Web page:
Lord Of San Simeon


“Marion and I … head right for the little girls’ room,” the fun-loving Miss Lombard told a friend. “… That’s one place Hearst can’t get at us.”

Although Hearst would discuss obituaries with his editors in the line of business, he had an obsessive fear of death, and there was an unwritten law never to mention it in his presence. Hearst’s morbidity, his interest in scientific schemes for delaying the inevitable, were the reverse side of his love for life. He would be depressed for days by the death of an animal in the zoo. He was likewise plunged into gloom by the death of a tree. His janizaries went to great lengths to conceal the demise of anything near him. Once, when a crew of nurserymen planted a row of palms at San Simeon, and one of them died, they made haste to paint the yellowing leaves green, concealing the grim truth until Hearst left and the tree could be replaced. He carried this idiosyncrasy to extremes. Although the San Simeon forests badly needed thinning, and he loved fireplace fires, he would not permit any of his trees to be cut. He had firewood hauled from Paso Robles. Once Samuel Goldwyn, in leaving San Simeon, backed his car around and struck an oak. Hearst had the tree moved to safety at a cost of $5,000.

He liked to surprise his guests with special dishes and once chartered a plane to fly to Louisiana and bring back several barrels of shrimp. Dress was informal at dinner, which was served at the fifty-four-foot table in the Renaissance refectory under immense chandeliers suspended from the lofty, carved ceiling. Diners were given a menu, which also listed the moving picture to be shown that evening. Hearst sat at the middle of the long table, with Miss Davies directly opposite him and the more important guests surrounding them. The table accommodated forty diners, seated in great upholstered chairs with carved woodwork, from which they could gaze at colorful medieval Sienese banners or priceless tapestries and choir stalls while they enjoyed vintage champagne and paradisiac food. Hearst himself liked plain cooking and had a special passion for well-aged beef—he would not touch it until it had hung for twelve weeks.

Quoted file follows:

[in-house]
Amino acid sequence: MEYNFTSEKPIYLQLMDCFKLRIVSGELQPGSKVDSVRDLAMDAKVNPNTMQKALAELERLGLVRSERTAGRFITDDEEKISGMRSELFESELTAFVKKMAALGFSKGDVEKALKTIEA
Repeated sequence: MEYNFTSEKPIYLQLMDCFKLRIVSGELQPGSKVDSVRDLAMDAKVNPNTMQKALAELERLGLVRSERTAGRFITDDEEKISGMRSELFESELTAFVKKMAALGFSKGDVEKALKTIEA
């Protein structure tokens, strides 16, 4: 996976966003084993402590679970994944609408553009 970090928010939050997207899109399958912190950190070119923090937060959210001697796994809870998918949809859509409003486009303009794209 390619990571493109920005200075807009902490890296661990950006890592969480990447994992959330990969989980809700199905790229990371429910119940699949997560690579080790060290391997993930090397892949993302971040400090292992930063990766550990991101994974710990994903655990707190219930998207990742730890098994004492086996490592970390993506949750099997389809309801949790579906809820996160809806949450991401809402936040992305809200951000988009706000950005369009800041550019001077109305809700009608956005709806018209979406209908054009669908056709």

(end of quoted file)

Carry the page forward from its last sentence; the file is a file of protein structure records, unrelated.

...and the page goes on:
Guests were surprised that in these baronial surroundings, where the china and silver were precious and attentive waiters were at one’s shoulder, the napkins were paper (of costly softness) and Worcestershire sauce and other condiments were set out in the bottles they came in. This was dictated not by economy but by sentiment. It reminded Hearst of the early days in the seventies and eighties when he came out to this very spot with his father and mother and picnicked in the open, and of the later days—still remote to his younger guests—when he brought his own wife and children to enjoy the same surroundings in tenthouses. The paper napkins and condiment bottles were memorials to his youth, and reminders that he was one of the most sentimental men alive.

Other evidences of his sentimentality were the mice that made the castle a playground. He could not bear to harm them. The butler was instructed to leave tidbits around so that they would not go hungry. Noninjurious wire-basket traps were set at night, and in the morning it was the butler’s first duty to carry the traps outside and release the mice. Hearst’s benevolence, however, did not extend to rats. At one period when a few rats invaded the palazzo, he permitted snap-traps, but he was almost in tears when a stray squirrel was caught in one of them, its leg broken. A Hearst car hurried the squirrel to Cambria, where a veterinarian set the bone.

Hearst’s ruthlessness was usually reserved for things in the abstract, people at a distance. Anyone hurt within his immediate ken, be it human or animal, enlisted his sympathy to such an extravagant degree that he seemed womanly and even ridiculous. A pinched finger aroused his tender solicitude. When his dachshund Helena died, he wept and had her buried under a stone engraved with the legend, “Here lies dearest Helena—my devoted friend.”

The master’s sentimentality was also evident in the special store he set by some of his possessions. He especially venerated his mother’s belongings. Occasionally, when there were many guests at San Simeon, Phoebe Hearst’s bed linen, with the huge monogram “F.A.H.,” would be used. It had to go on the beds of people Hearst approved as morally fit to use his mother’s sheets. Psychiatrists would have found much of the Oedipal in him. At San Simeon there were madonnas everywhere—madonnas in oil, in tapestry, in terra cotta, in marble.